On 19 April 1944, Rall was transferred to Jagdgeschwader 11 JG 11, where he took up the position of Gruppenkommandeur of II/JG 11 JG 11 was tasked with Reichsverteidigung Defence of the Reich and Rall led his unit against the bomber fleets of Eighth Air Force On 12 May 1944, Rall was leading a Staffel of Bf 109s and bounced a flight of three P-47 Thunderbolts led by Colonel Hubert Zemke, with Rall shooting down two Thunderbolts His squadron were then bounced by other P-47s and was shot down by pilots of the 56th Fighter Group Rall had his left thumb shot off and was hospitalized for many months because of the onset of infections

His last posting was with Jagdgeschwader 300 JG 300, operating from a variety of airfields in southern Germany during the last months of the war Lack of supplies prevented most planes from going on missions, and the fast progress of the Allies forced his squadron to move several times, and it is unlikely that he saw much combat action during this period Rall said of the campaign of 1943–1945:

In my experience, the Royal Air Force pilot was the most aggressive and capable fighter pilot during the Second World War This is nothing against the Americans, because they came in late and in such large numbers that we don't have an accurate comparison We were totally outnumbered when the Americans engaged, whereas at the time of the Battle of Britain the fight was more even and you could compare The British were extremely good

After the war

While in a prisoner of war camp, Rall was approached by the Americans who were recruiting Luftwaffe pilots who had experience with the Messerschmitt Me 262 fighter He was transferred to Bovingdon near Hemel Hempstead He was then based at RAF Tangmere, where he met the RAF fighter pilot Robert Stanford Tuck, with whom he reportedly became close friends

Rall rejoined the newly established West German military in 1956, after meeting a wartime friend and Luftwaffe pilot who encouraged him to return to flying He joined the new German Air Force One of his tasks was to oversee modifications to the F-104 fighter to comply with the requirement of the Bundeswehr, leading to the F-104G version He insisted on the replacement of the ejection seat due to safety concerns From 1 January 1971 to 31 March 1974, he held the position of Inspector of the Air Force and from 1 April 1974 to 13 October 1975, he was a military attaché with NATO

His enforced retirement in 1975 was as a result of a controversial three-week visit to South Africa, where he hosted meetings with South African politicians, of which his Air Force superiors claimed to be unaware The "private" nature of this visit was later publicised by German weekly magazine Stern South Africa, despite its policy of apartheid, was seen as strategically important to NATO and, although the visit was thought to be officially sanctioned, the political embarrassment following the concerted press campaign meant Defence Minister Georg Leber was forced to retire Rall in October 1975 By the end of his career, he attained the rank of Generalleutnant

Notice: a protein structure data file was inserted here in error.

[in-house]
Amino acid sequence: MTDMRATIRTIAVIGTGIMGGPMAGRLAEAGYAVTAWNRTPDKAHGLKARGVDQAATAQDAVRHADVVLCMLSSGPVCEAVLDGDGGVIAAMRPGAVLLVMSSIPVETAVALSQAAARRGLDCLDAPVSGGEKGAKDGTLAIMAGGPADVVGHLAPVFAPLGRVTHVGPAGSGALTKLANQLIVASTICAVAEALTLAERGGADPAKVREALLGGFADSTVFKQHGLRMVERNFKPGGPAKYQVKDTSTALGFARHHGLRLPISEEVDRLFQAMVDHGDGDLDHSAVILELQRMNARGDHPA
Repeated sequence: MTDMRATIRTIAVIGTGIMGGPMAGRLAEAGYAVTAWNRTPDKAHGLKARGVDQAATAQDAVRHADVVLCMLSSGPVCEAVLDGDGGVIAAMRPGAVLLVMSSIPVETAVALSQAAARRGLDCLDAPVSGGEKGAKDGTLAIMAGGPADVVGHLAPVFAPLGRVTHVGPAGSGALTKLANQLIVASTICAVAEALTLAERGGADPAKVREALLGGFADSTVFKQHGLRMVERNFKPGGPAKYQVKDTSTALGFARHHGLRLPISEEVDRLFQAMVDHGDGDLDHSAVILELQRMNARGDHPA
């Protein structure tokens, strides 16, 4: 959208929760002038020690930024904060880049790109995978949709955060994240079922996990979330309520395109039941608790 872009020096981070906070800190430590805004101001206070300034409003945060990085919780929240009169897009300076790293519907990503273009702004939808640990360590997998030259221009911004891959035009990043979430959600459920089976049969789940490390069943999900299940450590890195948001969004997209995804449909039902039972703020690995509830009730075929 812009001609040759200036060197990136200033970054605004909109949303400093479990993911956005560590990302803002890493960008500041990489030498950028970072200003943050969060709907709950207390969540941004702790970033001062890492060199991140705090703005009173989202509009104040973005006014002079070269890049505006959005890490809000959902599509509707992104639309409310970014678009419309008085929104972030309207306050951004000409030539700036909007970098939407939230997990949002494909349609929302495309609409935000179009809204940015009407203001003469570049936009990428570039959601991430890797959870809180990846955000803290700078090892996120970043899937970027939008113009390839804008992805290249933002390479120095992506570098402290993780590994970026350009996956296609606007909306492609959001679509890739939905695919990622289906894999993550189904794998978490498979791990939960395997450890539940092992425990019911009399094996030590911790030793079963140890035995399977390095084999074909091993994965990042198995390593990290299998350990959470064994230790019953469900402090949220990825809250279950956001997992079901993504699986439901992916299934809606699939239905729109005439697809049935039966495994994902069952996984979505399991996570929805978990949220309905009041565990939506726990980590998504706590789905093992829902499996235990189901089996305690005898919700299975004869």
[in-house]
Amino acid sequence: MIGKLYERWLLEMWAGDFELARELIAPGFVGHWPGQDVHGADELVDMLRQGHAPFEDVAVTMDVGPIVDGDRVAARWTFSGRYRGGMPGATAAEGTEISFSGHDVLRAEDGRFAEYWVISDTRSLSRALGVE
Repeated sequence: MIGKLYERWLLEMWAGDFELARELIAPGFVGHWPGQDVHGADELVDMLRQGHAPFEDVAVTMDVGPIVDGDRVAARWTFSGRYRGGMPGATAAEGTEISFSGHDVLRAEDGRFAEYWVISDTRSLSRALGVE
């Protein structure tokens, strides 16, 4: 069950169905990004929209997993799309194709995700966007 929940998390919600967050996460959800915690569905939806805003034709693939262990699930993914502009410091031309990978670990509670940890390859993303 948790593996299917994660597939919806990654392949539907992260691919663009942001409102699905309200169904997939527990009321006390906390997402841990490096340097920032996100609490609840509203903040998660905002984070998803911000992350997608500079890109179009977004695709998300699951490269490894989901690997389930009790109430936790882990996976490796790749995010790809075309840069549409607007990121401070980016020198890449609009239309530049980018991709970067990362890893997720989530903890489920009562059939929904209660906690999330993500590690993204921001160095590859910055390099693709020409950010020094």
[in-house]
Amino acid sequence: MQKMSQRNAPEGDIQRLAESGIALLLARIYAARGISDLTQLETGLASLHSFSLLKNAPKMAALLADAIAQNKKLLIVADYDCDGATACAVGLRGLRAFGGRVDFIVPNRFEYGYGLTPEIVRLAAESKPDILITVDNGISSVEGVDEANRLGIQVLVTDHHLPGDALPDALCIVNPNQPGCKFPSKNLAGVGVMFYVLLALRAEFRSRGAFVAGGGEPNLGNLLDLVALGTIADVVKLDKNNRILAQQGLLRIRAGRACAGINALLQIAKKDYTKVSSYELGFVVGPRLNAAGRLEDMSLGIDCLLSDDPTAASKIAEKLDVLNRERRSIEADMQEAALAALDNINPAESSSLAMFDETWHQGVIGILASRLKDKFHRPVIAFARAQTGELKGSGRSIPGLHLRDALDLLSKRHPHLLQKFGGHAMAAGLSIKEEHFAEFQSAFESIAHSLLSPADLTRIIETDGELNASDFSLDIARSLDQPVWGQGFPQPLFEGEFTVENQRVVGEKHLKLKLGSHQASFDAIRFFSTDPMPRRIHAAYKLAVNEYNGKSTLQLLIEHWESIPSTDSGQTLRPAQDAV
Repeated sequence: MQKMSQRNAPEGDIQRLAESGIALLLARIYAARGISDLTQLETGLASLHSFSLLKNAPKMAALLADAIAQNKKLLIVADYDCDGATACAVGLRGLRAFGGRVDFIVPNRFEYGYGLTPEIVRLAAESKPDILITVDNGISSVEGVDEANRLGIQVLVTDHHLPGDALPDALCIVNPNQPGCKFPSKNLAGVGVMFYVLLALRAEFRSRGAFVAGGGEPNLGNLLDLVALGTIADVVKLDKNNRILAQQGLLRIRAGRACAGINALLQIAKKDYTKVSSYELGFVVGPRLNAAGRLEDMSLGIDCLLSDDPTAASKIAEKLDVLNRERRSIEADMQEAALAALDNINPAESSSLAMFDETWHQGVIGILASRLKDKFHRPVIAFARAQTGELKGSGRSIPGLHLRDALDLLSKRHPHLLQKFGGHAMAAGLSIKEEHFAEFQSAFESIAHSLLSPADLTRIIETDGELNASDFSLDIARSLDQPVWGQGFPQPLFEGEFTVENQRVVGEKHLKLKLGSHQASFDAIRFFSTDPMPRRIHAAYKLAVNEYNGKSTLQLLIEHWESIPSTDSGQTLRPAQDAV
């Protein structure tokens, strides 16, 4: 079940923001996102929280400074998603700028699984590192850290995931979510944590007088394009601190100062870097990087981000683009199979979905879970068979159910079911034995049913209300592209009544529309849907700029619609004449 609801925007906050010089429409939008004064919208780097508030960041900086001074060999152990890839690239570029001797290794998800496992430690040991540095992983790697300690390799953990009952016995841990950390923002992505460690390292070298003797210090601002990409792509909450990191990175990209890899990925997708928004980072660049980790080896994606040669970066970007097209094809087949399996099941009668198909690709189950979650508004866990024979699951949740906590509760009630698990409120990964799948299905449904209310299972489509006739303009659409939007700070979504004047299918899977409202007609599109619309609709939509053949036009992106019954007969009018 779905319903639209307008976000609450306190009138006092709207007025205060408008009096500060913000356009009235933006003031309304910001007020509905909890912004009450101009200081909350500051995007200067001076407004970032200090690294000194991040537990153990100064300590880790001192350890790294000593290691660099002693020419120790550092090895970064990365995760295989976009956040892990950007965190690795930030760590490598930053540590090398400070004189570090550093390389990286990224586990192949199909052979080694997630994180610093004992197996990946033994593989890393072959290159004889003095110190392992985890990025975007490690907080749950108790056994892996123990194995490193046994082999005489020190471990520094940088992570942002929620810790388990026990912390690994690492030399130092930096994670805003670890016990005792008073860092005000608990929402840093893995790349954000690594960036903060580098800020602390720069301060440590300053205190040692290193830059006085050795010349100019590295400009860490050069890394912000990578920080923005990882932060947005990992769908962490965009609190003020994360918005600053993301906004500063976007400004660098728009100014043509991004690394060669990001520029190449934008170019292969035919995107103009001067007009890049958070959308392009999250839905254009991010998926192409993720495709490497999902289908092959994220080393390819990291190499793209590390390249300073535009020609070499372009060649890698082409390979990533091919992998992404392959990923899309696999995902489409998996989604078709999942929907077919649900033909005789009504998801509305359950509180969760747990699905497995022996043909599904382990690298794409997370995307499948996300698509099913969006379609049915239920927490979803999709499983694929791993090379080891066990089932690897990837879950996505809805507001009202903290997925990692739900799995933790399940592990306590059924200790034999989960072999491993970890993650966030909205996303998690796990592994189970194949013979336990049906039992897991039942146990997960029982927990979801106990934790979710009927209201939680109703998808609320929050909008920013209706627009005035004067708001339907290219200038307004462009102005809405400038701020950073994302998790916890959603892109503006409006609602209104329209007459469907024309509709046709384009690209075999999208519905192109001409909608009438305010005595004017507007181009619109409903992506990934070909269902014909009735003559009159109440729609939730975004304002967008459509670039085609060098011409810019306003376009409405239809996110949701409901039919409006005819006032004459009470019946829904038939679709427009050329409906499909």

In 2004, he wrote his memoir, Mein Flugbuch "My Logbook" Rall was interviewed in documentaries such as Thames Television's The World at War, and was a contributor to the Wings documentary television series produced by the Discovery Channel

Rall died at his home in Bad Reichenhall on 4 October 2009, aged 91, after suffering a heart attack two days earlier

Summary of career

Aerial victory claims

Matthews and Foreman, authors of Luftwaffe Aces — Biographies and Victory Claims, researched the German Federal Archives and found records for 274 aerial victory claims, plus one further unconfirmed claim This number includes one claim over a French Air Force Curtiss P-36 Hawk and one claim over a United States Army Air Forces flown Lockheed P-38 Lightning, and 272 Soviet Air Forces piloted aircraft on the Eastern Front Victory claims were logged to a map-reference PQ = Planquadrat, for example "PQ 44793" The Luftwaffe grid map covered all of Europe, western Russia and North Africa and was composed of rectangles measuring 15 minutes of latitude by 30 minutes of longitude, an area of about 360 square miles 930 km2 These sectors were then subdivided into 36 smaller units to give a location area 3 × 4 km in size

  This and the ♠ Ace of spades indicates those aerial victories which made Rall an "ace-in-a-day", a term which designates a fighter pilot who has shot down five or more airplanes in a single day
  This and the – dash indicates unconfirmed aerial victory claims for which Rall did not receive credit